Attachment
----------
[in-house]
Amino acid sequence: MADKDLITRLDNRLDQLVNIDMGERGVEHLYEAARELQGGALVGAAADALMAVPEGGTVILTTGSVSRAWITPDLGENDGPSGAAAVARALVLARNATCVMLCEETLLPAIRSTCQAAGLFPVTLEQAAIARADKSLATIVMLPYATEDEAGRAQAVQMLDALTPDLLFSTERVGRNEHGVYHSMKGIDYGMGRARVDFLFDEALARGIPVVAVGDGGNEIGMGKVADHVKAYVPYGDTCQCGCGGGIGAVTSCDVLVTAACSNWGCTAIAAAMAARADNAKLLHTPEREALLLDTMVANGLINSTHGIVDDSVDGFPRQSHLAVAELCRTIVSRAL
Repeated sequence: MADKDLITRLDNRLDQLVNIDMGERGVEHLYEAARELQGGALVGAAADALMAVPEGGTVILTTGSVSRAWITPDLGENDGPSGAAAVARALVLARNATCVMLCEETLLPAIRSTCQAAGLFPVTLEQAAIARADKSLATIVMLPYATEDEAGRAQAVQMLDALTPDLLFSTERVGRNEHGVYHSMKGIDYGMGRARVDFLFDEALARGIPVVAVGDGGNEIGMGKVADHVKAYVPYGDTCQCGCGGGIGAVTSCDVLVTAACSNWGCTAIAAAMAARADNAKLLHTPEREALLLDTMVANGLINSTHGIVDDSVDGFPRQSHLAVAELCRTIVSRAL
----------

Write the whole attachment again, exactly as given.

[in-house]
Amino acid sequence: MADKDLITRLDNRLDQLVNIDMGERGVEHLYEAARELQGGALVGAAADALMAVPEGGTVILTTGSVSRAWITPDLGENDGPSGAAAVARALVLARNATCVMLCEETLLPAIRSTCQAAGLFPVTLEQAAIARADKSLATIVMLPYATEDEAGRAQAVQMLDALTPDLLFSTERVGRNEHGVYHSMKGIDYGMGRARVDFLFDEALARGIPVVAVGDGGNEIGMGKVADHVKAYVPYGDTCQCGCGGGIGAVTSCDVLVTAACSNWGCTAIAAAMAARADNAKLLHTPEREALLLDTMVANGLINSTHGIVDDSVDGFPRQSHLAVAELCRTIVSRAL
Repeated sequence: MADKDLITRLDNRLDQLVNIDMGERGVEHLYEAARELQGGALVGAAADALMAVPEGGTVILTTGSVSRAWITPDLGENDGPSGAAAVARALVLARNATCVMLCEETLLPAIRSTCQAAGLFPVTLEQAAIARADKSLATIVMLPYATEDEAGRAQAVQMLDALTPDLLFSTERVGRNEHGVYHSMKGIDYGMGRARVDFLFDEALARGIPVVAVGDGGNEIGMGKVADHVKAYVPYGDTCQCGCGGGIGAVTSCDVLVTAACSNWGCTAIAAAMAARADNAKLLHTPEREALLLDTMVANGLINSTHGIVDDSVDGFPRQSHLAVAELCRTIVSRAL